Novak Djokovic admitted there was plenty of room for improvement after coming through a "difficult spot" at the Australian Open, where Nick Kyrgios thrilled the crowd with an impressive comeback.
Top seed Djokovic was made to work for his 6-3 6-7 (7-3) 7-6 (7-2) 6-3 triumph against Frances Tiafoe as he reached the third round in Melbourne.
Kyrgios is also through, albeit he even surprised himself by rallying from the brink of defeat to knock out 29th seed Ugo Humbert in the evening session.
Stan Wawrinka was on the wrong of an upset on Wednesday, but there were no such problems for fellow seeds Dominic Thiem, Alexander Zverev, Diego Schwartzman and Milos Raonic.
Meanwhile, Denis Shapovalov and Felix Auger-Aliassime will have to put their friendship to one side when they face each other next, the former setting up the all-Canadian clash by beating Bernard Tomic in three sets.
'PASSIVE' DJOKOVIC STILL MAKING PROGRESS
In the first meeting between the pair, the impressive Tiafoe went toe-to-toe with Djokovic on Rod Laver Arena.
The 23-year-old American's performance – coupled with the Melbourne heat – made the eight-time Australian Open champion sweat, albeit Djokovic felt he could have made life easier for himself.
"I was at times not feeling my timing as well as I normally am. Credit to him. I think he has managed to come out with a great performance and quality of tennis. He put me in a difficult spot," he said.
"I had my chances early in the second set. If I broke him there, maybe the course of the match would be different.
"But again, he was holding his serve very well. I was not really using my break-point chances very well. At times I was too passive. Just wasn't feeling the ball today as well as I normally do."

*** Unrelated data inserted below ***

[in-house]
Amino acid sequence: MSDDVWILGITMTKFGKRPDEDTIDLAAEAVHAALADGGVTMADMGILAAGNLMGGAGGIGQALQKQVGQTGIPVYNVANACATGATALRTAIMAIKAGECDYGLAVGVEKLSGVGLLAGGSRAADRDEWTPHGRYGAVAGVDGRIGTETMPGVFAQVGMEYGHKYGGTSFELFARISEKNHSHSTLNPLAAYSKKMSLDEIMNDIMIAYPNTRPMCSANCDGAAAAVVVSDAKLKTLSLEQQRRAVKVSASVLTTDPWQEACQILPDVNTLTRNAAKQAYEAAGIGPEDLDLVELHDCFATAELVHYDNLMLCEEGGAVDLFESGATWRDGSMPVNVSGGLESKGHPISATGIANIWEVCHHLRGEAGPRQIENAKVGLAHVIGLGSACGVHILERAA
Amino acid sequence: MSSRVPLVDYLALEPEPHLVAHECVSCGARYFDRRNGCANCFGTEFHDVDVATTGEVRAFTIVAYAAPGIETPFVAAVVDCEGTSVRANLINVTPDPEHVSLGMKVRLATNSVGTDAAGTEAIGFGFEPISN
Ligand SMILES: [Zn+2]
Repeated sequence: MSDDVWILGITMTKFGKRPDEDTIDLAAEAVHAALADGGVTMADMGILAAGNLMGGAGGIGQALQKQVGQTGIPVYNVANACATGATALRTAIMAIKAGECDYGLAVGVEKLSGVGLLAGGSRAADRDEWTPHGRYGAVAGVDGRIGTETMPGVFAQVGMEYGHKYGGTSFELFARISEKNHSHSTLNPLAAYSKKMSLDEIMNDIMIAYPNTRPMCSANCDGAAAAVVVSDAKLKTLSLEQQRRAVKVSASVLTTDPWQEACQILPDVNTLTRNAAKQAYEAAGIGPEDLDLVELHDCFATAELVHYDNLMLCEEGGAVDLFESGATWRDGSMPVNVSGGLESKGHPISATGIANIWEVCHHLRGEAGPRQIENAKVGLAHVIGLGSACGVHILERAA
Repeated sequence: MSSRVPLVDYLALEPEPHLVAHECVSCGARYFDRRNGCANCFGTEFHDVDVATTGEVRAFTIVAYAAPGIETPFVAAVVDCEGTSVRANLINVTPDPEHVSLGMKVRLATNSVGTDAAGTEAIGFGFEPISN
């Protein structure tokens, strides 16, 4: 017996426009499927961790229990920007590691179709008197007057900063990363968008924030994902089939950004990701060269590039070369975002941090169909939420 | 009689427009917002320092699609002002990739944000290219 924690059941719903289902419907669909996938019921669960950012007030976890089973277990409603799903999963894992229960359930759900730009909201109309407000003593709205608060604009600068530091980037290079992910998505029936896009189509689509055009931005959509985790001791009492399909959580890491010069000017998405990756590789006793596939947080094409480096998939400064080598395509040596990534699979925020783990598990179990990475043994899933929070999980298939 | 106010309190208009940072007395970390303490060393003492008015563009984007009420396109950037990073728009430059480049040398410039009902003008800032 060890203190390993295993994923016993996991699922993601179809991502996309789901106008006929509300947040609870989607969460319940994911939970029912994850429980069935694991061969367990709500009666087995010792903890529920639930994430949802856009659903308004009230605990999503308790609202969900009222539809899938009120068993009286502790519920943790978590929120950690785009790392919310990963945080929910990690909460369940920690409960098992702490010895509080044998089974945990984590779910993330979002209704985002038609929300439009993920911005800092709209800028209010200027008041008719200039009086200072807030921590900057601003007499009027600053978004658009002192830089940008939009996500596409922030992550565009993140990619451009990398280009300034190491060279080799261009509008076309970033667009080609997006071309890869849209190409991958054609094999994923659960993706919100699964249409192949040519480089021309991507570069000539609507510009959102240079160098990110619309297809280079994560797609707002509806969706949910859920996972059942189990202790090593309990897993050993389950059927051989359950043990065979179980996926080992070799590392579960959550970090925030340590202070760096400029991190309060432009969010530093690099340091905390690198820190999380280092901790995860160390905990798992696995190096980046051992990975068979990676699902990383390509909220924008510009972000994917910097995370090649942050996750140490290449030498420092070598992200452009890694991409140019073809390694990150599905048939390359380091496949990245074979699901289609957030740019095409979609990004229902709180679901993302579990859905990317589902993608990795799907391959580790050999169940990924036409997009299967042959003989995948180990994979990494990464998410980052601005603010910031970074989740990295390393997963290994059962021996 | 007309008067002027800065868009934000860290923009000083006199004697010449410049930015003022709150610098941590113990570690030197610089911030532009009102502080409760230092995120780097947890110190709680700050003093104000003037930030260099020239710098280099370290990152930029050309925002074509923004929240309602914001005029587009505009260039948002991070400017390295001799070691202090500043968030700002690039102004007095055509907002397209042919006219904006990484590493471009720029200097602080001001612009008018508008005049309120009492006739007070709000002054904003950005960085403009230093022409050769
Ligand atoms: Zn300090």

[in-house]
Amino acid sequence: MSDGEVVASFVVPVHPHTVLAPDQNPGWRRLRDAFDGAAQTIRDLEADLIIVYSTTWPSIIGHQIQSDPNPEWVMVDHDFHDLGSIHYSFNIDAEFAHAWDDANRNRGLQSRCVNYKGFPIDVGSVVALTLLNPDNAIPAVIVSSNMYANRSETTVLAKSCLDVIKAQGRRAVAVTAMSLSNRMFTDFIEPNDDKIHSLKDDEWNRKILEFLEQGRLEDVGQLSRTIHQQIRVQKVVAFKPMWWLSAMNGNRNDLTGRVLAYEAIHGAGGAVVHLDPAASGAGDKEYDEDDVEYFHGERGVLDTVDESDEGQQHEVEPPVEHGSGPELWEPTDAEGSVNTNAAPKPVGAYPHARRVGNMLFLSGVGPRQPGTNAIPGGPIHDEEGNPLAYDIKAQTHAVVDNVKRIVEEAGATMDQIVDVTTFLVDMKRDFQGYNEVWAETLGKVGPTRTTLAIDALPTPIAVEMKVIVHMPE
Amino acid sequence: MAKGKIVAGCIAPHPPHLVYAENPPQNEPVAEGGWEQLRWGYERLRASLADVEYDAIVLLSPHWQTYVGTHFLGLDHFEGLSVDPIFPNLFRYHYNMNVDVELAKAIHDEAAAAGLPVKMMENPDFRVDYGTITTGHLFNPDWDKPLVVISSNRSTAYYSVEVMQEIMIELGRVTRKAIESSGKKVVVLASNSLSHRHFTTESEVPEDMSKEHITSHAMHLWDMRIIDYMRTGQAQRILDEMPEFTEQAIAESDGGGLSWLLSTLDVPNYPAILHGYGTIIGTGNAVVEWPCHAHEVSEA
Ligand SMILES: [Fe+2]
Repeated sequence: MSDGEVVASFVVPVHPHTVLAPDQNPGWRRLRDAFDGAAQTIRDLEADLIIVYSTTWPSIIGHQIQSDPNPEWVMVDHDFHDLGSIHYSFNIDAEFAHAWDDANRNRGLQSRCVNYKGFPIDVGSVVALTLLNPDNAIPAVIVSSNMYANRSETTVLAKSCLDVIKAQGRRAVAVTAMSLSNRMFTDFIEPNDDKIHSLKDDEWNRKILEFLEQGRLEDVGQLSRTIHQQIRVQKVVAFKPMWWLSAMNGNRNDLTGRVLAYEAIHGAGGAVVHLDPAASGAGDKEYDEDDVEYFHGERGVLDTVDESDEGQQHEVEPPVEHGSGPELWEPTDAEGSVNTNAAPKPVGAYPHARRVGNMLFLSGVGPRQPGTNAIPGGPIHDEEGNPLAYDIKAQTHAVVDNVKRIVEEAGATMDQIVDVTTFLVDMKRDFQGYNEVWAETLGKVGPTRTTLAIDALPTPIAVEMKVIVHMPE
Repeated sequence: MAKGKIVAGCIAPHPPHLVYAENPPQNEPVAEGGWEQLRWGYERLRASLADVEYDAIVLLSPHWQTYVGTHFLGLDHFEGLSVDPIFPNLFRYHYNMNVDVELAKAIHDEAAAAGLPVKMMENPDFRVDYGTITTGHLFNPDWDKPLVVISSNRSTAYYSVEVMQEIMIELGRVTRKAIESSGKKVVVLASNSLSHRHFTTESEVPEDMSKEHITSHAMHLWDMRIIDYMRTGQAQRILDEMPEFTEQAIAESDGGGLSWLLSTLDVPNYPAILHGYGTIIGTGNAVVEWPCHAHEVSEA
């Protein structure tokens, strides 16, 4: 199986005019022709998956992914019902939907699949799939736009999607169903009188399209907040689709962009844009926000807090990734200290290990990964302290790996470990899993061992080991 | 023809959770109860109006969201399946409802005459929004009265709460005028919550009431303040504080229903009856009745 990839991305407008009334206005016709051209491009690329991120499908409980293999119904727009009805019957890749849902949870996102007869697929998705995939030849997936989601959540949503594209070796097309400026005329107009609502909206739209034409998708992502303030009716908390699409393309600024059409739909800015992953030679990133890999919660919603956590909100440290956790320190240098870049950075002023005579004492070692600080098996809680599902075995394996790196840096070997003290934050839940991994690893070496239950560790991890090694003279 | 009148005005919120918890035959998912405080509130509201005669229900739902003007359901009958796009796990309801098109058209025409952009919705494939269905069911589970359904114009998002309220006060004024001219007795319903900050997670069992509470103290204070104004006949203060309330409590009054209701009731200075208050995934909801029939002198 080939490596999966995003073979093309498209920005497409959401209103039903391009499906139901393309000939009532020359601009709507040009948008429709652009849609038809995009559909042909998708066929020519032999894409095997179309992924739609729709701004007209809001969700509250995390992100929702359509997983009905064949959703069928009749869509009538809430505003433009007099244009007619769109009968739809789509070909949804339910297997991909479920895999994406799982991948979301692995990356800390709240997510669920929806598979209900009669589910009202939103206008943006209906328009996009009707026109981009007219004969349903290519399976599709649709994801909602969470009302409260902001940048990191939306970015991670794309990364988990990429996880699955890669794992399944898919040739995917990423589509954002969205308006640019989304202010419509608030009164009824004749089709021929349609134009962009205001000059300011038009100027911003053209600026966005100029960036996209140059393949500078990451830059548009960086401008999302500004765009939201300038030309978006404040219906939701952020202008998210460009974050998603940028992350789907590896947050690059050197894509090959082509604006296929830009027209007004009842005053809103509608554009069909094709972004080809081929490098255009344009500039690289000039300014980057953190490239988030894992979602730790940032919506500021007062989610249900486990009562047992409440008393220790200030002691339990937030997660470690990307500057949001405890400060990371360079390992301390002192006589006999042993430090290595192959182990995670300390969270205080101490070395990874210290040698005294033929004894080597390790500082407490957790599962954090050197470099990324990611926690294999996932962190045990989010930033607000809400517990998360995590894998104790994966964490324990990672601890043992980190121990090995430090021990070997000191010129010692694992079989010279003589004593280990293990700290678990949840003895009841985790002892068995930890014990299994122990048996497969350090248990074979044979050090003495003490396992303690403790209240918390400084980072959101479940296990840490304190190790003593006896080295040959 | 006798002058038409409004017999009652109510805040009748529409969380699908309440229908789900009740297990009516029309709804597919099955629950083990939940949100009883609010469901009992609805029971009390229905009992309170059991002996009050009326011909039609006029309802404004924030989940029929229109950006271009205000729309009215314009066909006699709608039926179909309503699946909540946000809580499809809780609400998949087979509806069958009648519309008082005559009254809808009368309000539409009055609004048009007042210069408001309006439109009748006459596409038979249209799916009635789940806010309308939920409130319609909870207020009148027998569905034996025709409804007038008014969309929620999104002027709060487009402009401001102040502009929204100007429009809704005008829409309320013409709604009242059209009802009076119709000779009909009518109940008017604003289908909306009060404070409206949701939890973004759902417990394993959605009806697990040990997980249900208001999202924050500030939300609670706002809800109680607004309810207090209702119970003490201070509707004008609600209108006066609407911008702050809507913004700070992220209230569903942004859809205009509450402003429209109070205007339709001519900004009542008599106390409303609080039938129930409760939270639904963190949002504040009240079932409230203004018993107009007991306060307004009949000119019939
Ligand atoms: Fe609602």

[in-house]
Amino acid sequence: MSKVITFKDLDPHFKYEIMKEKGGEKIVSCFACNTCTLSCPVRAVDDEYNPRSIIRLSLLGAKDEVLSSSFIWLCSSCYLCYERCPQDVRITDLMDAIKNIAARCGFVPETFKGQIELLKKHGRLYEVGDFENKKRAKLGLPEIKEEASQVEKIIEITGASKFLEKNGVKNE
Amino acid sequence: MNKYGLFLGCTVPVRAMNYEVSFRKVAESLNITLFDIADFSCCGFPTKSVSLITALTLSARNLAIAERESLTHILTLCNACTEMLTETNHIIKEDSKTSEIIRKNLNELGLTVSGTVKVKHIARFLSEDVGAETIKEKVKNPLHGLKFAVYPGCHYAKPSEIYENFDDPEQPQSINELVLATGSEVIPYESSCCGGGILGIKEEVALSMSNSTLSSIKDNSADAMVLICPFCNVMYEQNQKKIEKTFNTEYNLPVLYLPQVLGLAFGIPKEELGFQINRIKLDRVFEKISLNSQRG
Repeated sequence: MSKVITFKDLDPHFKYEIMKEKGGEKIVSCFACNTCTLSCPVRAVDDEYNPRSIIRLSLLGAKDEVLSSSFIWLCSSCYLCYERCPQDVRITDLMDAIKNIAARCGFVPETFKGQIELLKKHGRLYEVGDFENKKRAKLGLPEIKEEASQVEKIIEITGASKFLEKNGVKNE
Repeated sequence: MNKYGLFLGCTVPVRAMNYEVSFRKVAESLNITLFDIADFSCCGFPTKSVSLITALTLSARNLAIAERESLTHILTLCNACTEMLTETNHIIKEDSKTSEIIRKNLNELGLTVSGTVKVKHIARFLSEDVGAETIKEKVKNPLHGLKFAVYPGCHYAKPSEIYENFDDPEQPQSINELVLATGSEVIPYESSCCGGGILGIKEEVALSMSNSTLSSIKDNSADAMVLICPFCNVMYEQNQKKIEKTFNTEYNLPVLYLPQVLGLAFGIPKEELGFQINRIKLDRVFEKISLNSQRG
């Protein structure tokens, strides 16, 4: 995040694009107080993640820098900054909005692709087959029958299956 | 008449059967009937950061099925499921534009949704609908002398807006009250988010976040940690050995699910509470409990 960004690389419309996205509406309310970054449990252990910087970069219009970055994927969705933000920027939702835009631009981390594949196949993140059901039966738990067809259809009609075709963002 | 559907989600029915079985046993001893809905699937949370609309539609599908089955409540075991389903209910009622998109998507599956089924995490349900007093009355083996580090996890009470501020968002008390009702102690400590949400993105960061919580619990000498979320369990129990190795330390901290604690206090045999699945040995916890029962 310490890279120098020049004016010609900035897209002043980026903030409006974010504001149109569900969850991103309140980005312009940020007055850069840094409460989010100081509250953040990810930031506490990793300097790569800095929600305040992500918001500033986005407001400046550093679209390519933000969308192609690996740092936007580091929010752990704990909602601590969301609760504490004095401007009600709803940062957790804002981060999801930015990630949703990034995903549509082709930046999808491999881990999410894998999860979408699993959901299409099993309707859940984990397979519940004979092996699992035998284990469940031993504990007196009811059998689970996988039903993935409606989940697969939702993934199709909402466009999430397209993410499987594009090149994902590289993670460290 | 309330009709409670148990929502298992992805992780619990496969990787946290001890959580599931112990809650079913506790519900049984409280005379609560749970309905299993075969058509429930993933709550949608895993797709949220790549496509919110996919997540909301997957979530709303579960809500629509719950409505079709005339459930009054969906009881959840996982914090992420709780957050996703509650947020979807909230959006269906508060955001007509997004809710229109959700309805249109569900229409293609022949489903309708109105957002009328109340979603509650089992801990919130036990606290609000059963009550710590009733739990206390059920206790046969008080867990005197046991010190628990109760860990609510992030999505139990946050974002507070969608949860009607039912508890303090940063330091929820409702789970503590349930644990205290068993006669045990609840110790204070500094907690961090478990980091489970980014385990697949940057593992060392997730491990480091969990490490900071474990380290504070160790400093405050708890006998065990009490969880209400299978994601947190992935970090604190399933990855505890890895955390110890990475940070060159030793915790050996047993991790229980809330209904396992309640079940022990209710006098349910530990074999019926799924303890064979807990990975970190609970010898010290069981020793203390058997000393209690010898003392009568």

Next up for Djokovic is another player from the United States in the form of Taylor Fritz, who ousted compatriot Reilly Opelka in a five-set battle.
IN THE NICK OF TIME
Kyrgios described his clash with Humbert as "one of the craziest matches I've ever played" after prevailing 5-7 6-4 3-6 7-6 (7-2) 6-4 - much to the delight of an enthralled audience who watched the drama unfold on John Cain Arena.
The Australian smashed a racket, lost his cool with umpire Marijana Veljovic over a faulty net cord sensor and had to save a pair of match points before eventually coming out on top in a see-saw battle.
"I just remember, down that end, when I was a couple of match points down, I don't know what was going on," Kyrgios - who dropped to his knees after sealing victory - said in his on-court interview.
"If you were inside my head, there were some dark thoughts in there. But I live to fight another day and hopefully I can continue to play good tennis in front of you guys."
His reward is a clash with Thiem, the third seed having dismissed the challenge of German Dominik Koepfer in straight sets as he dropped just six games.
STAN-D AND DELIVER
Wawrinka appeared on course to survive a serious scare when he rallied from two sets down against Marton Fucsovics, but the Swiss was unable to seize on the chances that came his way in a tense tie-break.
Fucsovics had needed over four hours to overcome wild card Marc Polmans in the previous round and, once again, found a way to get over the finishing line at the end of a Melbourne marathon.
The Hungarian trailed 6-1 during the decisive breaker, yet hit back to stun the 17th seed 7-5 6-1 4-6 2-6 7-6 (11-9). For Wawrinka, there was frustration at the missed opportunities, albeit he also praised his conqueror.
"From 6-1 up, I started to hesitate a little bit in the way I was playing," he said. "I wanted to put the ball maybe too much in and I [was] not going completely for my shots and that's when I started to miss a little bit and it helped him to come back in the match.
"He was fighting well, he's a tough player, he's a good player and he deserved to win."